die and drop off. Indeed, it is not so simple a matter to e and force human nature. Sometimes the baulked disposipersists and we suffer an inner bleeding, a loss of nervous ergy accompanied by a vague distress or unrest.
INNOCENT GRATIFICATION OF INSTINCTS
The solution of the dilemma lies in the fact that almost every rative urge may find vent thru any one of a number of channels and by closing certain channels and opening others a mischievous of Substinct may be drained harmlessly away or even made useful. imation ether the acquisitive instinct shall lead to commercial crime or
ent collecting, whether innate pugnacity shall find satis
CHAP. IV faction in fighting or in antagonistic sports, whether the impulse to self-assertion shall seek fulfilment in self-display and boasting or in solid achievement, whether curiosity shall instigate to prying or to study, depend on training, leadership and dominant ideas.
SUBLIMATION OF INSTINCTS
There is, furthermore, the fact that man is fanciful and his cravings may be stilled by imaginative or symbolic gratification. The sex urge, the teasing and tormenting proclivities, the destructive bent, the passion for domination, wanderlust, the hunting and fighting instincts, need not be pinched off provided that they be sublimated. It is the mission of literature and art to create means of satisfying our repressed desires wholly within the mind, thereby giving them a fuller or less costly scope than we dare to give them in real life. The relief of the soul by art or sport so resembles that of the body by a cathartic that the Greek thinkers called it katharsis or purgation.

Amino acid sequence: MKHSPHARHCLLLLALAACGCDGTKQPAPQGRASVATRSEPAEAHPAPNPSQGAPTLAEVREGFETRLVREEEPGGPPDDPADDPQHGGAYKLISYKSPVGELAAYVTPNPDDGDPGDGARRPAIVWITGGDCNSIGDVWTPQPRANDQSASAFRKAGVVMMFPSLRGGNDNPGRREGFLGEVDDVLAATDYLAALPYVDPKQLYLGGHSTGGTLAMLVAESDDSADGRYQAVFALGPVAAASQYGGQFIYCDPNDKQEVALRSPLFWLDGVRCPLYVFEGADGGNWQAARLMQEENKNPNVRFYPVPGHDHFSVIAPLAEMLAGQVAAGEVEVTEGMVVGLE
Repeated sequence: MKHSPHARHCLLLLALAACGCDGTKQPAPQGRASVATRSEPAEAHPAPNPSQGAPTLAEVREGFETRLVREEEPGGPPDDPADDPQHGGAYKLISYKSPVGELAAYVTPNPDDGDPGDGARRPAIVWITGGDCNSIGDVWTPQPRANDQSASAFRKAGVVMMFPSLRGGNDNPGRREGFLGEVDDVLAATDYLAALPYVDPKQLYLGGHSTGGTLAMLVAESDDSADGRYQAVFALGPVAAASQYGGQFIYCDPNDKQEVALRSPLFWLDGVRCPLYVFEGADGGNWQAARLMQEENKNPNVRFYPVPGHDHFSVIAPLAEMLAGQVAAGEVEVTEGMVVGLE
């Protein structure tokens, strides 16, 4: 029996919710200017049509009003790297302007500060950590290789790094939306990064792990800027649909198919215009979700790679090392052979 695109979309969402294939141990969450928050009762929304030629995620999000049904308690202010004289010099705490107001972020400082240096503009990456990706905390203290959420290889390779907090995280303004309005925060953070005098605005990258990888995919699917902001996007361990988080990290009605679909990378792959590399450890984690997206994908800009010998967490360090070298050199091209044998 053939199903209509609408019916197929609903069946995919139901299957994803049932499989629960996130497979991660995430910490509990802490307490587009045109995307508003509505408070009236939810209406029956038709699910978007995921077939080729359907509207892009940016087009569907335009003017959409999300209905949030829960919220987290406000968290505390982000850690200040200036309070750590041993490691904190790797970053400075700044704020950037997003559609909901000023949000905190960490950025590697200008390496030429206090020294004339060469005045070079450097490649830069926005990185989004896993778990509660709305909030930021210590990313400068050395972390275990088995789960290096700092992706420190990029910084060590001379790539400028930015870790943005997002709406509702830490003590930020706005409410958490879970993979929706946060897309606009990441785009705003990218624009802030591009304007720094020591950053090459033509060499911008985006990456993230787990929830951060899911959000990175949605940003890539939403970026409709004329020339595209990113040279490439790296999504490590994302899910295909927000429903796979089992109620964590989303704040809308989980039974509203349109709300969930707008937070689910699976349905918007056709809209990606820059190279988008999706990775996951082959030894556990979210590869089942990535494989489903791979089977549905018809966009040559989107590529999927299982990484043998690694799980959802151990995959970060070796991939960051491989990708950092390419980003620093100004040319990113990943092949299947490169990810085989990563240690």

SOCIAL MANIFESTATIONS OF THE FIGHTING INSTINCT There is no end to the illustrations of instinct in the life of tion of the societies. In the earlier stages the pugnacious instinct impels man to wreck everything he holds dear, almost as if he were possessed by a demon. On the basis of his observations in Central Borneo, MacDougall remarks, "The people are very intelligent and sociable and kindly to one another within each village community; but... the neighboring villages and tribes live in a state of chronic warfare; all are kept in constant fear of attack, whole villages are often exterminated, and the population is in this way. kept down very far below the limit at which any pressure on the means of subsistence could arise. This perpetual warfare, like the squabbles of a roomful. of quarrelsome children, seems to be almost wholly and directly due to the uncomplicated operation of the instinct of pugnacity. No material benefits are sought; a few heads and sometimes a slave or two are the only trophies gained; and if one asks of an intelligent chief why he keeps up this senseless practice of going on the war path, the best reason he can give is that unless he does so his neighbors will not respect him and his people, and will fall upon them and exterminate them."
4 Social Psychology, p. 280.